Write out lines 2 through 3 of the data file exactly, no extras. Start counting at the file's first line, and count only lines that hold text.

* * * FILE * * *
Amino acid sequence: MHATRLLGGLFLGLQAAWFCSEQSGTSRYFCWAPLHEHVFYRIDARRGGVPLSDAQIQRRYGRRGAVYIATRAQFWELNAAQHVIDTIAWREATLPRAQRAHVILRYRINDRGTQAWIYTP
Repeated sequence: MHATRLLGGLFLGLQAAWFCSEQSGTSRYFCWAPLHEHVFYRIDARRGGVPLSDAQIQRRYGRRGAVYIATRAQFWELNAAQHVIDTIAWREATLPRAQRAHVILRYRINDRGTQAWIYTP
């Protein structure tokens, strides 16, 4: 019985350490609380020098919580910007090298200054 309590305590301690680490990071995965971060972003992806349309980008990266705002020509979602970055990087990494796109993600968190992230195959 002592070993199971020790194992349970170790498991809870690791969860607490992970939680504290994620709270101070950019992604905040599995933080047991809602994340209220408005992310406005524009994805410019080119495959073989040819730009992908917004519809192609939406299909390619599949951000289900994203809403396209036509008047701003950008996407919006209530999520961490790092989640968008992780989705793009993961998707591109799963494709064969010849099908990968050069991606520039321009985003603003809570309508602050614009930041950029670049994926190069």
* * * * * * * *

Repeated sequence: MHATRLLGGLFLGLQAAWFCSEQSGTSRYFCWAPLHEHVFYRIDARRGGVPLSDAQIQRRYGRRGAVYIATRAQFWELNAAQHVIDTIAWREATLPRAQRAHVILRYRINDRGTQAWIYTP
């Protein structure tokens, strides 16, 4: 019985350490609380020098919580910007090298200054 309590305590301690680490990071995965971060972003992806349309980008990266705002020509979602970055990087990494796109993600968190992230195959 002592070993199971020790194992349970170790498991809870690791969860607490992970939680504290994620709270101070950019992604905040599995933080047991809602994340209220408005992310406005524009994805410019080119495959073989040819730009992908917004519809192609939406299909390619599949951000289900994203809403396209036509008047701003950008996407919006209530999520961490790092989640968008992780989705793009993961998707591109799963494709064969010849099908990968050069991606520039321009985003603003809570309508602050614009930041950029670049994926190069």